[In case you haven’t noticed, Brennon Slattery has been writing for us for a while. He’s our resident tech expert, and we’ll now be featuring him in a tri-weekly tech column: “Ones and Zeroes.” It’s a nod to the language of binary code. Don’t worry, it went over our heads too.]
The other day I woke and discovered I’d married Pabst Blue Ribbon. I always thought that if I were to cement vows with a product (which I can, in this state), it’d be through the expected channel: rocketing into late-morning consciousness soaked in the boozy rot-gut binge sweats of recession-proof hipster swill. Instead, PBR had infiltrated my Facebook photographs, the .jpg representations of my memory, and become, somehow, a part of my personal history.
How did this happen? Had I unknowingly signed a contract, shaken hands with some suit with a twirly villain’s mustache? Or had Pabst covertly jammed its fingers into my digital life?
Sounds very “Philip K. Dick making whoopee with Inception,” but despite its sci-fi underpinnings, the concept is not too far-fetched.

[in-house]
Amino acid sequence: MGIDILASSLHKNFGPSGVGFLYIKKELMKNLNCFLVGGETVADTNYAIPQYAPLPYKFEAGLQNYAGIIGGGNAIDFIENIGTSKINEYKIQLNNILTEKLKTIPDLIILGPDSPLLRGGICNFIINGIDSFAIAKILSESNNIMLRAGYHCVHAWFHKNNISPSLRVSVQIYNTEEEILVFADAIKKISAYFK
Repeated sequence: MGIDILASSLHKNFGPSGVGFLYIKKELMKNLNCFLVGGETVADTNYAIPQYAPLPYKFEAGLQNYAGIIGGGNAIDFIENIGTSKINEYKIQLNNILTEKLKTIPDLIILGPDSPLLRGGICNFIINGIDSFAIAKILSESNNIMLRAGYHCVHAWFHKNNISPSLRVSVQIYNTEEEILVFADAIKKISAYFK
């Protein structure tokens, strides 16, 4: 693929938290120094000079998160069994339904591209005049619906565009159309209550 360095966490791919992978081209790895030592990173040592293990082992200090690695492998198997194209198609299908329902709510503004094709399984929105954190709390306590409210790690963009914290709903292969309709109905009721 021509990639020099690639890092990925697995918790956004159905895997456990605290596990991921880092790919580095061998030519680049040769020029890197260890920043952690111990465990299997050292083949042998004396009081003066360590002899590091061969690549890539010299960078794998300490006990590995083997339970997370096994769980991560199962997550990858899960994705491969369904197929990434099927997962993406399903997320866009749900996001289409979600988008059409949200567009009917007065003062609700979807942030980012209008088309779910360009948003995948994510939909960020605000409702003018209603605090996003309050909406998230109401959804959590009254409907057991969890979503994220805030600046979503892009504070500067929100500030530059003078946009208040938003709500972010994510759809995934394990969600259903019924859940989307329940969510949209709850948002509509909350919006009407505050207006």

Aza Raskin, the creative leader of Mozilla’s Firefox Web browser, heralded the age of corporate-sponsored falsified memories in a 45-minute keynote speech at the University of Michigan School of Information. If given access to one’s Facebook photos, Raskin said, marketers could manipulate our recollections.
“Our past actions are the best predictor of our future decisions,” Raskin said, “so now all of a sudden, our future decisions are in the hands of people who want to make money off of us. That makes me very, very scared. I can see this happening and I can see it happening very soon.”
Add to this OMG-they’re-out-to-get-me concept the fact that Facebook is, when it comes to online privacy, a Swiss-cheese mess. The latest eff-up is that Facebook’s online games were sending private information to marketers. These profitable leaks have happened before, and will happen again.
Also, memory implantation isn’t as difficult as you might think. In some studies, up to 50 percent of test subjects have sponged untrue memories. Our minds are fallible and elastic; all it takes is some suggestive wordplay and boom—you’ve been traumatized by a fallacious prior experience getting lost in a mall.
So if we were to somehow give up the rights to our Facebook photographs (oh wait, we have no rights to our Facebook content), and some cunning bastards determined that, true or not, those beers I’m jamming are all Pabst, a forged-on-bullshit corporate relationship is born. Suddenly I’ve never drank anything but Pabst; I am, and always have been, a brand loyalist, a true hipster, and man, I’m not gonna worry about it anymore.